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Potential for Immunoprotection of Pancreatic Islets by Covalent Modification with Poly(ethylene glycol)

Engman, Carl L (2002) Potential for Immunoprotection of Pancreatic Islets by Covalent Modification with Poly(ethylene glycol). Master's Thesis, University of Pittsburgh. (Unpublished)

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Diabetes Mellitus is one of the predominant contributors to morbidity and mortality worldwide. Prior to the advent of insulin therapy, patients suffering from Type I diabetes generally did not survive past childhood. Even with insulin therapy, a physiologically normal insulin response to increased systemic glucose cannot be achieved. Pancreatic islet transplantation has been shown to restore the physiological response to glucose, but risks associated with chronic immune suppression outweigh the benefit of tighter glucose regulation. This study investigates the potential of covalent modification of pancreatic islets with poly(ethylene glycol) (PEG) to abrogate the immune response towards transplanted islets and eliminate the need for chronic immune suppression. Previous studies have shown that PEG can be covalently bound to islet extracellular matrix (ECM) and surface proteins with no adverse affect on islet viability or function. The goal of this study was to determine the effect of covalent PEG modification on binding of islet-specific antibody, and to determine whether or not PEG modification could prolong graft survival in vivo. By a novel adaptation of an enzyme-linked immunosorbent assay (ELISA) the amount of islet-specific antibody bound to unmodified or PEG-modified islets was compared semi-quantitatively. Islets treated with 40kD branched PEG-NHS bound significantly more antibody than untreated controls. Based on the student's paired t-test there was no statistically significant change in antibody binding between 5kD PEG-treated and unmodified islets, although 7 of 9 PEG treated groups in this experiment bound less antibody than the corresponding unmodified groups. For in vivo islet transplantation , there was no difference in graft survival observed between PEG-treated and untreated grafts. Although PEG treatment did not have an apparent effect on in vivo graft survival, the effects observed in the antibody binding experiment suggest that PEG does modify antibody binding and further investigation of this technique is warranted.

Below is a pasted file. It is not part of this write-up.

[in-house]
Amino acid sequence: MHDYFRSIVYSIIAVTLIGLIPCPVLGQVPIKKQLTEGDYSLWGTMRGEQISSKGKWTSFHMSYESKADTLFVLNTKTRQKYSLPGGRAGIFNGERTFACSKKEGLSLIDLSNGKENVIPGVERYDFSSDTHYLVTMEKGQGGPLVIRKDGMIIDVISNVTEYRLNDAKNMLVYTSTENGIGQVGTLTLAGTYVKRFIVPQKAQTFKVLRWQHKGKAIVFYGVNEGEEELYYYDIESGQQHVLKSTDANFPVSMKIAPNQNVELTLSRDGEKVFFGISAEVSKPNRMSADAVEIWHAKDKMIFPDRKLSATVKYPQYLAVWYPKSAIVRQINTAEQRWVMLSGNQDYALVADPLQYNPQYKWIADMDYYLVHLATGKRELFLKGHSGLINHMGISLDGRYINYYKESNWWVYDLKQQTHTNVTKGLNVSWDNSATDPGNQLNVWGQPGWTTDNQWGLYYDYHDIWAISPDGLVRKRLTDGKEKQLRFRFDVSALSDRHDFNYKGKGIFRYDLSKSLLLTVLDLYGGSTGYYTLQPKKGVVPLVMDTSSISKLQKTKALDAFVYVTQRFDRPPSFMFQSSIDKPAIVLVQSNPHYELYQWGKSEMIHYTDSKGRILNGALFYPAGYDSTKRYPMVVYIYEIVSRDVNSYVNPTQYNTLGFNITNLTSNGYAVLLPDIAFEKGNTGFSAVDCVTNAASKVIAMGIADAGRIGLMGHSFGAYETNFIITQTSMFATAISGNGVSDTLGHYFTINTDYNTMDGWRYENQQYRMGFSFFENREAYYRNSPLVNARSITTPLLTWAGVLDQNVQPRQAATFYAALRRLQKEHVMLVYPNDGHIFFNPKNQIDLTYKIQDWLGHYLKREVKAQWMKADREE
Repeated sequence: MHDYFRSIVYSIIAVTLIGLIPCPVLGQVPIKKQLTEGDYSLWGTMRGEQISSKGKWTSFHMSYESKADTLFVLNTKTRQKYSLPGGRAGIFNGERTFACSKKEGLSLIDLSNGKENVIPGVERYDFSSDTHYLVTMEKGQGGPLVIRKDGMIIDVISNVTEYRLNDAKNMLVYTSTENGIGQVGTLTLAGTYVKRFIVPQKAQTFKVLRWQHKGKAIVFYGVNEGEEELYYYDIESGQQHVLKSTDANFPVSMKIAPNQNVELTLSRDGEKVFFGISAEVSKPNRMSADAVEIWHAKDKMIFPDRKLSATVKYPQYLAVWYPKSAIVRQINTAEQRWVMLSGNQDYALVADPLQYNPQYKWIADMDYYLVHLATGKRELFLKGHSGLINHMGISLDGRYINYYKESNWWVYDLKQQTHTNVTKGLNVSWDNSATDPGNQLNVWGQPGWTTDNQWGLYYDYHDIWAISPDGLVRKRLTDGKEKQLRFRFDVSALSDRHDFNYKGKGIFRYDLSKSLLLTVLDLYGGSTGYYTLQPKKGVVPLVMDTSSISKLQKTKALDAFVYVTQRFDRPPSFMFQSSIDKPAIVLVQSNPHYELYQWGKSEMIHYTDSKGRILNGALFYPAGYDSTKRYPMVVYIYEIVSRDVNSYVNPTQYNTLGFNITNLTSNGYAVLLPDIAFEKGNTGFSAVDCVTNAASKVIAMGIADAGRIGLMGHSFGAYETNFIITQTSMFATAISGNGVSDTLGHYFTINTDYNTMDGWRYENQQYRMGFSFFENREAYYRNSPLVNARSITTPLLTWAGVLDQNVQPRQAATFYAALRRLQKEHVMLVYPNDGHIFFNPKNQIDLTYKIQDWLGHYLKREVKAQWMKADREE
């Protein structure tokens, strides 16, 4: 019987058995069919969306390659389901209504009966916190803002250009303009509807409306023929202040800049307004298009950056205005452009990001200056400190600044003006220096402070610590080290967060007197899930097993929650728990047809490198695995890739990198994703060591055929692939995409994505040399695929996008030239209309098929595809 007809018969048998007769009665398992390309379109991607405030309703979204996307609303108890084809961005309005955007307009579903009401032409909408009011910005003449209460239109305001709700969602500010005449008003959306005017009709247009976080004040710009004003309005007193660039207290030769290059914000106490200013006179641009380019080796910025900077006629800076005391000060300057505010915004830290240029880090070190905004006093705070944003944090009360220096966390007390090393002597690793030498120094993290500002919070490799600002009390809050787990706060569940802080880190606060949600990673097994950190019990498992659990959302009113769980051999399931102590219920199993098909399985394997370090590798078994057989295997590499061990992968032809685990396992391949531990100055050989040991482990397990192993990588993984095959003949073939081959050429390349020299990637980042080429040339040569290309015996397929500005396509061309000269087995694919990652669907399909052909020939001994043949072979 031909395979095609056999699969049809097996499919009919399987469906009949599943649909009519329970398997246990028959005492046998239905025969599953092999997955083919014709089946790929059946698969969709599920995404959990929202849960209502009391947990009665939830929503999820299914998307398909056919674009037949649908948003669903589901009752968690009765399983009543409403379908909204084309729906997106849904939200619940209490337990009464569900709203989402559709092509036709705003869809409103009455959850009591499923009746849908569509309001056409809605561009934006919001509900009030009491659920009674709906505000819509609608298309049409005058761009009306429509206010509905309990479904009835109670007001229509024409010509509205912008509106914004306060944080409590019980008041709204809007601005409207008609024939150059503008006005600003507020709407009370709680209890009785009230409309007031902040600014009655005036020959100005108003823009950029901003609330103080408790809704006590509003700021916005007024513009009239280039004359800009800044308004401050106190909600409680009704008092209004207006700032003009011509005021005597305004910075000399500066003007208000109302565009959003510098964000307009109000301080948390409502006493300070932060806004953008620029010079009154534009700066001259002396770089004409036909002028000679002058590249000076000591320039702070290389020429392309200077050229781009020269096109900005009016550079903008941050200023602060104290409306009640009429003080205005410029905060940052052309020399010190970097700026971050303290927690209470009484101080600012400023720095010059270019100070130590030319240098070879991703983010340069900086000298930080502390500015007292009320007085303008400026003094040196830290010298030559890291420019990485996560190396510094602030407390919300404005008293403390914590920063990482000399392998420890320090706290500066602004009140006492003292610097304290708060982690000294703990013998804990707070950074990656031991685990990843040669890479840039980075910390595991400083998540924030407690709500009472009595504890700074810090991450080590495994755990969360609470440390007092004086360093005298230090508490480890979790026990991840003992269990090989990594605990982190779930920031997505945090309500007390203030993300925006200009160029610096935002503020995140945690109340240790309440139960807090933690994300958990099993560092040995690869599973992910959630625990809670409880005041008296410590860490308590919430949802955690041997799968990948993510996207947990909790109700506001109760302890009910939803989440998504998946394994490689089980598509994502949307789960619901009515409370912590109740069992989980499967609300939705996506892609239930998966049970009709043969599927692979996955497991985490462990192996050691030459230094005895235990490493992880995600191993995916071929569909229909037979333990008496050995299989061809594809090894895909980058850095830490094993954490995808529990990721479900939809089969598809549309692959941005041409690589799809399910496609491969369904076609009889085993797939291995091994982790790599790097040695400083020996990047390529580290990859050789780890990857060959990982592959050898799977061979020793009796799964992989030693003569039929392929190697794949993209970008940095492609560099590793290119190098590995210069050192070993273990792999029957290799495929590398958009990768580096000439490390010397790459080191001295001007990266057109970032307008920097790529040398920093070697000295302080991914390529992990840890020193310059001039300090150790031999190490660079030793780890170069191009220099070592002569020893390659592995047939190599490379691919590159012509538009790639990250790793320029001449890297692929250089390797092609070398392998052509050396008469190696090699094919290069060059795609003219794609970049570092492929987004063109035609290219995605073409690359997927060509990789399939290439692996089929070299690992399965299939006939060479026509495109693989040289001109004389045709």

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Item Type: University of Pittsburgh ETD
Status: Unpublished
CreatorsEmailPitt UsernameORCID
Engman, Carl Lclest19@pitt.eduCLEST19
ETD Committee:
TitleMemberEmail AddressPitt UsernameORCID
Committee ChairWagner,
Committee MemberRussell,
Committee MemberBeckman,
Date: 23 December 2002
Date Type: Completion
Defense Date: 5 December 2002
Approval Date: 23 December 2002
Submission Date: 12 December 2002
Access Restriction: No restriction; Release the ETD for access worldwide immediately.
Institution: University of Pittsburgh
Schools and Programs: Swanson School of Engineering > Bioengineering
Degree: MSBeng - Master of Science in Bioengineering
Thesis Type: Master's Thesis
Refereed: Yes
Uncontrolled Keywords: Diabetes Mellitus; ELISA; immunoprotection; pancreatic islets; transplantation
Other ID:, etd-12122002-184910
Date Deposited: 10 Nov 2011 20:10
Last Modified: 15 Nov 2016 13:54


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